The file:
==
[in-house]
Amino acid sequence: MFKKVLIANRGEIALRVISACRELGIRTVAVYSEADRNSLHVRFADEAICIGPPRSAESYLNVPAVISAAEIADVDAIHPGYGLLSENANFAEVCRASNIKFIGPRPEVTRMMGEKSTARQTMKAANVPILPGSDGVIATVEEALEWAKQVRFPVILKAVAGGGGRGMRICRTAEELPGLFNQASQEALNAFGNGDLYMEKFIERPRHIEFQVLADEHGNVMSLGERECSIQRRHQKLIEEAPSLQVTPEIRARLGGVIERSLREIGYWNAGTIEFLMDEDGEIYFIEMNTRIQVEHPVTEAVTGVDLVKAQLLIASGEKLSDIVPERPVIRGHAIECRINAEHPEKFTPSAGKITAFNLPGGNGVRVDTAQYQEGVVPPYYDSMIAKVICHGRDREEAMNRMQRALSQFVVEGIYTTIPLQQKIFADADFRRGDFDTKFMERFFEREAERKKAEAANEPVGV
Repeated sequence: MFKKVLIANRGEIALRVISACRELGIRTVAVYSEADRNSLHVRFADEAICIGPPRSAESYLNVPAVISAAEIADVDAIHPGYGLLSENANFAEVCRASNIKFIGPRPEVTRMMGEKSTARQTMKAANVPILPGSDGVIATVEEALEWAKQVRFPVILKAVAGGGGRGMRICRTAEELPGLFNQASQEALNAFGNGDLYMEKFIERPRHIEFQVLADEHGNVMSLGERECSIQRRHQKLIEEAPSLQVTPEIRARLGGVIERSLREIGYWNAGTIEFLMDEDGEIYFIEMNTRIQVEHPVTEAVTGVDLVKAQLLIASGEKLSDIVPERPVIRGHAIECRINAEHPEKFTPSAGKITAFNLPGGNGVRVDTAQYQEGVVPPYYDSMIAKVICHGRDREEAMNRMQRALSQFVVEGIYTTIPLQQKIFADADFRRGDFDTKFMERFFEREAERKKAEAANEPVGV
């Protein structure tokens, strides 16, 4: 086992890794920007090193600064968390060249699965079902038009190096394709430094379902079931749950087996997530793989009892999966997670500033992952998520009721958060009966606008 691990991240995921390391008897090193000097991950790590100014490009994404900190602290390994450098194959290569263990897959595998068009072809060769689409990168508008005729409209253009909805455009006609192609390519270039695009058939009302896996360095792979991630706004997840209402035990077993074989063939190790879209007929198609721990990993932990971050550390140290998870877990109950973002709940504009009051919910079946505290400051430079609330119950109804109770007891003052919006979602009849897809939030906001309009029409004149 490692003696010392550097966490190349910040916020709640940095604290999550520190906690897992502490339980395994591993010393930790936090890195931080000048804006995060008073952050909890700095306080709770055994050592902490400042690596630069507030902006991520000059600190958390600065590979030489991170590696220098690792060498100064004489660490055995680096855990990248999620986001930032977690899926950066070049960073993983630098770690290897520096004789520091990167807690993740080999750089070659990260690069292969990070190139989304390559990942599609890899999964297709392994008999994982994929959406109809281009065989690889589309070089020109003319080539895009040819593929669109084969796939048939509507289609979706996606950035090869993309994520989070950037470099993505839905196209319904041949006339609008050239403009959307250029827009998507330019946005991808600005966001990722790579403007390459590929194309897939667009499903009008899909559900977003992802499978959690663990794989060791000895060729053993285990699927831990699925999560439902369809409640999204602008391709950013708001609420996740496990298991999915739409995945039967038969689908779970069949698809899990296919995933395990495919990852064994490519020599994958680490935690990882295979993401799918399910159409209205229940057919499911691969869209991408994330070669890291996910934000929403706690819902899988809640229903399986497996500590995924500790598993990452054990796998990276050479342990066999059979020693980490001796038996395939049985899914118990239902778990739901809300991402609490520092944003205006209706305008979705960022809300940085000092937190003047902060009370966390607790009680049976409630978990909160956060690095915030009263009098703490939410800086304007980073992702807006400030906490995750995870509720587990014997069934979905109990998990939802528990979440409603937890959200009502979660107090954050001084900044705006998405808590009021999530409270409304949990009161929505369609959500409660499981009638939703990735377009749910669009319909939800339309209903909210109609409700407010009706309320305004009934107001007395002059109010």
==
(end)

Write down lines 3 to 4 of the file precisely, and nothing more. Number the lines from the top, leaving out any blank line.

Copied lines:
Repeated sequence: MFKKVLIANRGEIALRVISACRELGIRTVAVYSEADRNSLHVRFADEAICIGPPRSAESYLNVPAVISAAEIADVDAIHPGYGLLSENANFAEVCRASNIKFIGPRPEVTRMMGEKSTARQTMKAANVPILPGSDGVIATVEEALEWAKQVRFPVILKAVAGGGGRGMRICRTAEELPGLFNQASQEALNAFGNGDLYMEKFIERPRHIEFQVLADEHGNVMSLGERECSIQRRHQKLIEEAPSLQVTPEIRARLGGVIERSLREIGYWNAGTIEFLMDEDGEIYFIEMNTRIQVEHPVTEAVTGVDLVKAQLLIASGEKLSDIVPERPVIRGHAIECRINAEHPEKFTPSAGKITAFNLPGGNGVRVDTAQYQEGVVPPYYDSMIAKVICHGRDREEAMNRMQRALSQFVVEGIYTTIPLQQKIFADADFRRGDFDTKFMERFFEREAERKKAEAANEPVGV
């Protein structure tokens, strides 16, 4: 086992890794920007090193600064968390060249699965079902038009190096394709430094379902079931749950087996997530793989009892999966997670500033992952998520009721958060009966606008 691990991240995921390391008897090193000097991950790590100014490009994404900190602290390994450098194959290569263990897959595998068009072809060769689409990168508008005729409209253009909805455009006609192609390519270039695009058939009302896996360095792979991630706004997840209402035990077993074989063939190790879209007929198609721990990993932990971050550390140290998870877990109950973002709940504009009051919910079946505290400051430079609330119950109804109770007891003052919006979602009849897809939030906001309009029409004149 490692003696010392550097966490190349910040916020709640940095604290999550520190906690897992502490339980395994591993010393930790936090890195931080000048804006995060008073952050909890700095306080709770055994050592902490400042690596630069507030902006991520000059600190958390600065590979030489991170590696220098690792060498100064004489660490055995680096855990990248999620986001930032977690899926950066070049960073993983630098770690290897520096004789520091990167807690993740080999750089070659990260690069292969990070190139989304390559990942599609890899999964297709392994008999994982994929959406109809281009065989690889589309070089020109003319080539895009040819593929669109084969796939048939509507289609979706996606950035090869993309994520989070950037470099993505839905196209319904041949006339609008050239403009959307250029827009998507330019946005991808600005966001990722790579403007390459590929194309897939667009499903009008899909559900977003992802499978959690663990794989060791000895060729053993285990699927831990699925999560439902369809409640999204602008391709950013708001609420996740496990298991999915739409995945039967038969689908779970069949698809899990296919995933395990495919990852064994490519020599994958680490935690990882295979993401799918399910159409209205229940057919499911691969869209991408994330070669890291996910934000929403706690819902899988809640229903399986497996500590995924500790598993990452054990796998990276050479342990066999059979020693980490001796038996395939049985899914118990239902778990739901809300991402609490520092944003205006209706305008979705960022809300940085000092937190003047902060009370966390607790009680049976409630978990909160956060690095915030009263009098703490939410800086304007980073992702807006400030906490995750995870509720587990014997069934979905109990998990939802528990979440409603937890959200009502979660107090954050001084900044705006998405808590009021999530409270409304949990009161929505369609959500409660499981009638939703990735377009749910669009319909939800339309209903909210109609409700407010009706309320305004009934107001007395002059109010």